Install A Free Self-Signed SSL Certificate On Nginx

   |  30 May, 2015  #

SSL. It’s the word of the year, it would seem, ever since Google’s late 2014 announcement that installing an SSL certificate on your website would effect rankings in their search engine algorithm. And all for the better, as I’ve written about before: traditional SEO is dead and things are finally starting to get exciting again as “Web 3.0” brings us things like CloudFlare, MaxCDN, CodeGuard, and other enterprise-level APIs and technologies that previously were not readily available to the masses.

The below “SSL for Nginx” tutorial assumes that you are on Ubuntu 14.04, the latest LTS release of the free, open-source operating system maintained by UK-based Canonical Ltd. Pretty much everyone should be using Ubuntu Linux on their server these days, as its arguably the best-supported Linux distro with the most user-friendly software repositories.

Now, first of all, I should clarify something: SSL certificates are a racket – even a scam, in many cases. Right now, web hosts and resellers are having a hayday thanks to Google’s recent announcement, and thousands upon thousands of webmasters are getting tricked or confused into buying expensive SSL certificates that they don’t even need.

In fact, SSL (Secure Sockets Layer) is dying, and has already been replaced by a newer technology that is known as TLS (Transport Layer Security). But the original name “SSL” is rather catchy and has therefore stuck, and the term is now used generally to describe various types of encrypted web traffic. In other words, SSL (TLS) “wraps” an encryption layer around otherwise normal “data” sent between a web server and client so that the messages can’t be intercepted or read by any 3rd parties (i.e. the NSA). Now, the second important self-proclaimed mission of the SSL/TLS world is identity verification, in which Certificate Authorities a.k.a. CAs claim to “verify” the owners of a website before issuing them the SSL certificate.

“I think it only makes sense to seek out and identify structures of authority, hierarchy, and domination in every aspect of life, and to challenge them; unless a justification for them can be given, they are illegitimate, and should be dismantled, to increase the scope of human freedom.”
— Noam Chomsky

Clearly, this is nearly impossible to do (sufficiently) in most cases, which is why SSL sales are ultimately a scam in my opinion. Therefore, I recommend all my clients to instead generate a “self-signed” SSL certificate (below) that connects with CloudFlare’s free domain-level certification issued by Comodo, meaning that the entire SSL generation and renewal process is FREE (forever) and yet no HTTPS errors or “identity” warnings are displayed to your website visitors.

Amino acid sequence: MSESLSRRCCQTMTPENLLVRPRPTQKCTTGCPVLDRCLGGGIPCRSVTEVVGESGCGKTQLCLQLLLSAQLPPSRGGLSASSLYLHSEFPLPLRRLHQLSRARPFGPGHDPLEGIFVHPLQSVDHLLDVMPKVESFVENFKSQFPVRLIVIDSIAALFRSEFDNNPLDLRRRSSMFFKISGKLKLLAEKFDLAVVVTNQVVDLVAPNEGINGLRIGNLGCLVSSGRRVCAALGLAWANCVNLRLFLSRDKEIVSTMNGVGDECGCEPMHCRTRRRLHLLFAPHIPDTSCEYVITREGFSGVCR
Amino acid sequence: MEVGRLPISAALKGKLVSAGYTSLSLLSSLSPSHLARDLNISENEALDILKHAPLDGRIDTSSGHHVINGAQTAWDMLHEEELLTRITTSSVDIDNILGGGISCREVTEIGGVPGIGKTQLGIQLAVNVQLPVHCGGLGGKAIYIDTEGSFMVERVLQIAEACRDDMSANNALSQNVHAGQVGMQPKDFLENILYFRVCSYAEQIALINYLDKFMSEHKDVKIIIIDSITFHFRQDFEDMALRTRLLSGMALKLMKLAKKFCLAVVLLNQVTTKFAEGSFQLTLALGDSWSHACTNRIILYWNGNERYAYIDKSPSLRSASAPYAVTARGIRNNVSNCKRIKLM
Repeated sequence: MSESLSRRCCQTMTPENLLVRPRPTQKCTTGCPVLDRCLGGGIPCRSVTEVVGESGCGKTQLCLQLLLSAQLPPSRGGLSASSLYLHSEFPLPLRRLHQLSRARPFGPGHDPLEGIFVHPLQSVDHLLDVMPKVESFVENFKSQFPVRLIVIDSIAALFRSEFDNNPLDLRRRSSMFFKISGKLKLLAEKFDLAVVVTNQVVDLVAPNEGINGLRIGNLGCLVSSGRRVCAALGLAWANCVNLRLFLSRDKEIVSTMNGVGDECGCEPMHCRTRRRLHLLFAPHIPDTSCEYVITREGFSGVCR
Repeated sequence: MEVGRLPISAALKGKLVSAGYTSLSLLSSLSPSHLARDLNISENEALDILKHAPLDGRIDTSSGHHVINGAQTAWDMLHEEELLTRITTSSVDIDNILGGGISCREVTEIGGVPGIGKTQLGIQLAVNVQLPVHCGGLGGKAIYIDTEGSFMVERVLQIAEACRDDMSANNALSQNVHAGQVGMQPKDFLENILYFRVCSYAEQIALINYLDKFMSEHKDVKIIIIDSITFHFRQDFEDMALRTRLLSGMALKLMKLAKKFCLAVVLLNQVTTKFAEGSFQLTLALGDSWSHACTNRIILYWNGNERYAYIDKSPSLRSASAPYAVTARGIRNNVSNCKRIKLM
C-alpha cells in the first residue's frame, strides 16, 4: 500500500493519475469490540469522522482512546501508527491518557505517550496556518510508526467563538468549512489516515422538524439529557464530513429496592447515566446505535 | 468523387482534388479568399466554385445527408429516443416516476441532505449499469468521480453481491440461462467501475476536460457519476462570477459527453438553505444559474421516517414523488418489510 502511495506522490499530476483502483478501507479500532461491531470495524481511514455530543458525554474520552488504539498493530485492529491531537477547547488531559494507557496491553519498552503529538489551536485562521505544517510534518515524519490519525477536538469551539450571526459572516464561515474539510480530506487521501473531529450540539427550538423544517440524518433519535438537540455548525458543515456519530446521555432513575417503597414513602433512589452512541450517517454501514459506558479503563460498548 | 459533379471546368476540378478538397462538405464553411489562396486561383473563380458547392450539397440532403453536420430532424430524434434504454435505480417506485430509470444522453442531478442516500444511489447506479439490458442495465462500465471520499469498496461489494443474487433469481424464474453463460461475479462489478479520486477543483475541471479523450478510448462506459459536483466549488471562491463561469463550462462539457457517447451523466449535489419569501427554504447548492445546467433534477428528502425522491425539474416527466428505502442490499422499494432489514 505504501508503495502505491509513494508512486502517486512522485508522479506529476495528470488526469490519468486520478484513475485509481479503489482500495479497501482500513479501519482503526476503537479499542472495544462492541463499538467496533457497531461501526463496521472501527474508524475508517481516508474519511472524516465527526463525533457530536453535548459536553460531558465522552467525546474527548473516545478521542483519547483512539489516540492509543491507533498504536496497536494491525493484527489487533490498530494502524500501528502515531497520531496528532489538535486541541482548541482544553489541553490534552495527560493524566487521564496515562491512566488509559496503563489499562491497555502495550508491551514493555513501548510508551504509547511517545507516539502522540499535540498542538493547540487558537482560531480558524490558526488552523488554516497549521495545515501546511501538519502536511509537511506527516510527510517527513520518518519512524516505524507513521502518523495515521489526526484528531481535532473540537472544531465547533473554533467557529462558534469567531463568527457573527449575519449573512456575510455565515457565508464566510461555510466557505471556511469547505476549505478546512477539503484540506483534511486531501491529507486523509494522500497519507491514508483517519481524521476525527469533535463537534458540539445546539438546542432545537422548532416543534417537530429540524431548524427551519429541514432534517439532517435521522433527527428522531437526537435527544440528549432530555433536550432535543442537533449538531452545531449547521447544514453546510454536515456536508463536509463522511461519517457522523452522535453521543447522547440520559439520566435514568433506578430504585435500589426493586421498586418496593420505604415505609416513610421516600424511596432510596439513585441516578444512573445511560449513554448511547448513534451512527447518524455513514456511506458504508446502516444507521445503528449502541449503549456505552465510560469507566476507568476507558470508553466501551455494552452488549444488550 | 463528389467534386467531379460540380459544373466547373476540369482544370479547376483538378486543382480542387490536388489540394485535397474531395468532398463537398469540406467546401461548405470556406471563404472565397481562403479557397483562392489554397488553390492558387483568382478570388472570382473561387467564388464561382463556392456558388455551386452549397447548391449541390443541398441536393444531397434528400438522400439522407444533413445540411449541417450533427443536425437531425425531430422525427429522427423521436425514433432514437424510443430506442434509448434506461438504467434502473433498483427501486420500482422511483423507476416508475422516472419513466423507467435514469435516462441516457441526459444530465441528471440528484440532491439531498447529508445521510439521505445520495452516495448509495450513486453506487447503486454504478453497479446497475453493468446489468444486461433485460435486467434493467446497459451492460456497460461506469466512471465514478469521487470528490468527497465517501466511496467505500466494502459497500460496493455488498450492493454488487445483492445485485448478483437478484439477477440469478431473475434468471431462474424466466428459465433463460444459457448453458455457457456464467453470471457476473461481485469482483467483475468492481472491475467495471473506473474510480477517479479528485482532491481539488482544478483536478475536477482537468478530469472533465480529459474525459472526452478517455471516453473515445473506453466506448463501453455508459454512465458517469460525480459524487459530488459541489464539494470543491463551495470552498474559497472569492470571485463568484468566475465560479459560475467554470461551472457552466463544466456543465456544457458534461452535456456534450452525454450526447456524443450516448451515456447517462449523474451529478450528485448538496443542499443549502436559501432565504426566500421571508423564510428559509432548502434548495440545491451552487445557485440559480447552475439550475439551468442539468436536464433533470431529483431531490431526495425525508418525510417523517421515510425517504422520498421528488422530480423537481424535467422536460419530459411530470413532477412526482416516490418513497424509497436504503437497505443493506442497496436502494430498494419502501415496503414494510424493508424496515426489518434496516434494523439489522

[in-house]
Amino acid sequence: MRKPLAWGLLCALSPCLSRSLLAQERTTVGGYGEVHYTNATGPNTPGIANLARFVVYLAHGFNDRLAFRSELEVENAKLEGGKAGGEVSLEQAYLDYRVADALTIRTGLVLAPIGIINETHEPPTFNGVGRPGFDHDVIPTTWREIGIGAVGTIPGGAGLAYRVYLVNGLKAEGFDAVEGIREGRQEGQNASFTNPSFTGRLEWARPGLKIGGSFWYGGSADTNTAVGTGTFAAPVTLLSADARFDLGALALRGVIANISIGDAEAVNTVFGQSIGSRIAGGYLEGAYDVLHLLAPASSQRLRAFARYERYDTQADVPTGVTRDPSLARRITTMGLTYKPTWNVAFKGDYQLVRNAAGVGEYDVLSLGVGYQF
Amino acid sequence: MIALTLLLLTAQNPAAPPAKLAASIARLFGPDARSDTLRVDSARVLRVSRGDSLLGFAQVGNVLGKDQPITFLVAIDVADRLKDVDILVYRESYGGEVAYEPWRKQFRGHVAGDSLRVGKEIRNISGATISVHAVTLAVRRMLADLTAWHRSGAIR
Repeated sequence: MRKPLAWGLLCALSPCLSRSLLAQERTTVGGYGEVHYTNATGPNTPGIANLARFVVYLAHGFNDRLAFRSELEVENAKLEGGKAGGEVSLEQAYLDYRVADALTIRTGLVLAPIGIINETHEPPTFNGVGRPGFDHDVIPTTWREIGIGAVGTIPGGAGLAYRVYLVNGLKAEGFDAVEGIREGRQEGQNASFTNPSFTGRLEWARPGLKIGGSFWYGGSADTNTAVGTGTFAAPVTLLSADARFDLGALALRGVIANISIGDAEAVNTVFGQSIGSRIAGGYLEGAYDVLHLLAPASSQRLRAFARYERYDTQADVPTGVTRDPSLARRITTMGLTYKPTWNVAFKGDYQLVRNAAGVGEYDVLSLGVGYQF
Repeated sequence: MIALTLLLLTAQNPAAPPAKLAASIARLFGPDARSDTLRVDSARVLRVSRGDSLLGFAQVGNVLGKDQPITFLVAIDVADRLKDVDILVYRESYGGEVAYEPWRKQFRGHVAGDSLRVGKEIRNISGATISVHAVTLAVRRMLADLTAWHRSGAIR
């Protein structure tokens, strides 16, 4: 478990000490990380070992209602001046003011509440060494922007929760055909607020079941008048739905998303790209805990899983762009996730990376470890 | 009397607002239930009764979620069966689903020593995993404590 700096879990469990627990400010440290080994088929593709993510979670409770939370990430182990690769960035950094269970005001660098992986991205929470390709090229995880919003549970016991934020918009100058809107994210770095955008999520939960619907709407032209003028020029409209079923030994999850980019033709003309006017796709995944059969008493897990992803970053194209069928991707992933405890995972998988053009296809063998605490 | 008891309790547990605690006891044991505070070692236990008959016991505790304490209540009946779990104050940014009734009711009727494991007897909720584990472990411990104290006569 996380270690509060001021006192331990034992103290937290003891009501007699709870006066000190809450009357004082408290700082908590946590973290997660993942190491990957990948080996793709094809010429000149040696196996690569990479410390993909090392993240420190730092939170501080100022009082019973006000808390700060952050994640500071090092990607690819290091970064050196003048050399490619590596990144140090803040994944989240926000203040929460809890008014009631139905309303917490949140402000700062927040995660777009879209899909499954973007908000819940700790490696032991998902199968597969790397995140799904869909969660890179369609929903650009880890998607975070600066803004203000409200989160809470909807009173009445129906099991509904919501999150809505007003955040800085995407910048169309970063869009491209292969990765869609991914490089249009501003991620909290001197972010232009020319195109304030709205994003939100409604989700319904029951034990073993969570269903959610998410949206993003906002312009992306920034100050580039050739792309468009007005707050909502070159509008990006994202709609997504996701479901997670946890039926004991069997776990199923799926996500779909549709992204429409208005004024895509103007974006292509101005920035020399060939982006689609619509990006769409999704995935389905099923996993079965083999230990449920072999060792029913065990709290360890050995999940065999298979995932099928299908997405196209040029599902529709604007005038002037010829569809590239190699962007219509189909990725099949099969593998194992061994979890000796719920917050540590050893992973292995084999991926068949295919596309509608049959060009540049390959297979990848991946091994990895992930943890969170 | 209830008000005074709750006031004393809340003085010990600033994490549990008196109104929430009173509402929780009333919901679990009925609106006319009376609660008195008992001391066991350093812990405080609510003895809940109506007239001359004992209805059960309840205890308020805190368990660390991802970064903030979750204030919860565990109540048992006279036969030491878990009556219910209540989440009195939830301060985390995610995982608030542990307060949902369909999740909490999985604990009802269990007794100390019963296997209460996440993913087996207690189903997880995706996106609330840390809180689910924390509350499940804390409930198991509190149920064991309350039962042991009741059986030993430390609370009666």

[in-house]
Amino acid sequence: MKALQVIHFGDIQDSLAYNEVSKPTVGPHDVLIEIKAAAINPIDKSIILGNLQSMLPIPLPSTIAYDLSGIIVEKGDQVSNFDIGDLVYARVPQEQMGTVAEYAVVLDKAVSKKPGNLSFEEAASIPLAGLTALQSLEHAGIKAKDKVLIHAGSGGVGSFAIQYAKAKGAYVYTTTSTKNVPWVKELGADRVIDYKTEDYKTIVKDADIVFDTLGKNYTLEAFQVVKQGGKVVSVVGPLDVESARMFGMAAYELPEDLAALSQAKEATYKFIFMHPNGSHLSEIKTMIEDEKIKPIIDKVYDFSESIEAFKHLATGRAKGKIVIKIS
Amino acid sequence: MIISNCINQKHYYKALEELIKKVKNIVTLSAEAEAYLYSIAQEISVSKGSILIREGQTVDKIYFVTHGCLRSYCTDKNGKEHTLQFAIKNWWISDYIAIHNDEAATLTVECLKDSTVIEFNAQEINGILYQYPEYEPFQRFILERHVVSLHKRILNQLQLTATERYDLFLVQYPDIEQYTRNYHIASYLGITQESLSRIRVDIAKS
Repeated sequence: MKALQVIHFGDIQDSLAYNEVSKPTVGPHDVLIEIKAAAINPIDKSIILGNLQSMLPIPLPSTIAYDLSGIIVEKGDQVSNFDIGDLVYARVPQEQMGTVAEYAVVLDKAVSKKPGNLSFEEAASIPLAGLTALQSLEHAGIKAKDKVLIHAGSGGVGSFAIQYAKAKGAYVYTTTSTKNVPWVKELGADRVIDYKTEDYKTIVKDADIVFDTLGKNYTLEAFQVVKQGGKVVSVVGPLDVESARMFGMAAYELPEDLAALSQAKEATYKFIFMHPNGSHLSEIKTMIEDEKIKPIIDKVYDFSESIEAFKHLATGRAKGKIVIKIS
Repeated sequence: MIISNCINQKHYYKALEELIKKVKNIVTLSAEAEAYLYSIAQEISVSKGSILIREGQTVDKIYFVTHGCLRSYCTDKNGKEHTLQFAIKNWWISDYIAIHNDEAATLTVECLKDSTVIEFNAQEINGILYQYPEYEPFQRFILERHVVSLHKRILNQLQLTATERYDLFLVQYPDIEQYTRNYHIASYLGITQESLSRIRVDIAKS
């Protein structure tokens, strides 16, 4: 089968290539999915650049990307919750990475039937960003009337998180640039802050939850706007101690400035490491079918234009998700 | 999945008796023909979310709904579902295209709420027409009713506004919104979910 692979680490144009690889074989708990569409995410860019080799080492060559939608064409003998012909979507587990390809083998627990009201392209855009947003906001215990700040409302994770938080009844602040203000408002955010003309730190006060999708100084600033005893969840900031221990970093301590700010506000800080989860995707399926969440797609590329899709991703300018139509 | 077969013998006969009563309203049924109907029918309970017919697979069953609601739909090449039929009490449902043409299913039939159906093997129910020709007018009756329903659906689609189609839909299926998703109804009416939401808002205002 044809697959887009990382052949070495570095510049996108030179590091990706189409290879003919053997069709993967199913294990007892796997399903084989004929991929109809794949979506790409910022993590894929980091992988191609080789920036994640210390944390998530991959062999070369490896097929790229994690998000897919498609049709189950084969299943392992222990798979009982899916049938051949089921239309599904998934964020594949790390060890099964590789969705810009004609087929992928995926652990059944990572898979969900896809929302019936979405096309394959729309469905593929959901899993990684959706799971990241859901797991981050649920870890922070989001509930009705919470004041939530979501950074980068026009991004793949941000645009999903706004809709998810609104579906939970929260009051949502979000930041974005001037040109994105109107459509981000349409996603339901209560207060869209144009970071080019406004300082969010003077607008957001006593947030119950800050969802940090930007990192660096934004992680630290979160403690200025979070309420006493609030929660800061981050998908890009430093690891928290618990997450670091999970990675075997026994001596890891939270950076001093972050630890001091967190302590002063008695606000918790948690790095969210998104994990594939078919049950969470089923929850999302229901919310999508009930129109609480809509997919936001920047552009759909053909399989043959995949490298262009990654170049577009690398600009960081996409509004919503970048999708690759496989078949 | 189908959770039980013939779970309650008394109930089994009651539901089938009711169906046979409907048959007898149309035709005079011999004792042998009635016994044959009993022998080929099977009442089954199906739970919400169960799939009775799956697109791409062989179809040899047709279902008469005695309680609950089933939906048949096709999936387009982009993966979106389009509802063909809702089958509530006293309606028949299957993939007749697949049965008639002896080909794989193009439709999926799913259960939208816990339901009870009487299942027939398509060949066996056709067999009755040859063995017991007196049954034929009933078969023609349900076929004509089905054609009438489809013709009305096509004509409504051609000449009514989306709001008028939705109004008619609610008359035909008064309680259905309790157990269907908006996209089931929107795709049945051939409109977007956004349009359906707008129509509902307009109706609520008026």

Before you begin, you first need to have a VPS server on which you’ve installed Nginx. Then, we must generate a self-signed SSL certificate via OpenSSL, a free, open-source tool that is included within Nginx itself. The below SSH command can generate all SSL options in a single line (shout out to Justin Ellingwood for the below shortcut and explanation).

sudo openssl req -x509 -nodes -days 365 -newkey rsa:2048 -keyout /etc/ssl/nginx.key -out /etc/ssl/nginx.crt
  • openssl: This is the basic command line tool for creating and managing OpenSSL certificates, keys, and other files.
  • req: This subcommand specifies that we want to use X.509 certificate signing request (CSR) management. The “X.509” is a public key infrastructure standard that SSL and TLS adheres to for its key and certificate management. We want to create a new X.509 cert, so we are using this subcommand.
  • -x509: This further modifies the previous subcommand by telling the utility that we want to make a self-signed certificate instead of generating a certificate signing request, as would normally happen.
  • -nodes: This tells OpenSSL to skip the option to secure our certificate with a passphrase. We need Nginx to be able to read the file, without user intervention, when the server starts up. A passphrase would prevent this from happening because we would have to enter it after every restart.
  • -days 365: This option sets the length of time that the certificate will be considered valid. We set it for one year here.
  • -newkey rsa:2048: This specifies that we want to generate a new certificate and a new key at the same time. We did not create the key that is required to sign the certificate in a previous step, so we need to create it along with the certificate. The rsa:2048 portion tells it to make an RSA key that is 2048 bits long.
  • -keyout: This line tells OpenSSL where to place the generated private key file that we are creating.
  • -out: This tells OpenSSL where to place the certificate that we are creating.

Next, the automated OpenSSL tool within Nginx will ask you a few questions to complete the “identity” part of the SSL certificate. Mind you, if CloudFlare is re-SSL’ing your domain via Comodo, this information is rather pointless, actually. Still, you should try to keep it as accurate as possible to prepare for any future changes or other issues.

Country Name (2 letter code) [AU]: US
State or Province Name (full name) [Some-State]: Nevada
Locality Name (eg, city) []: Las Vegas
Organization Name (eg, company) [Internet Widgits Pty Ltd]: LittleBizzy
Organizational Unit Name (eg, section) []:
Common Name (e.g. server FQDN or YOUR name) []:
Email Address []:

Great! So now we have a 2048-bit self-signed SSL certificate installed on our server. But how do we actually activate HTTPS on our website’s frontend, and make sure all non-HTTPS URLs are 301 redirected to their HTTPS equivalent? Enter the simple beauty of the Nginx server block (there are several ways of doing this; my preferred method is below):

Nginx server block with SSL and redirection

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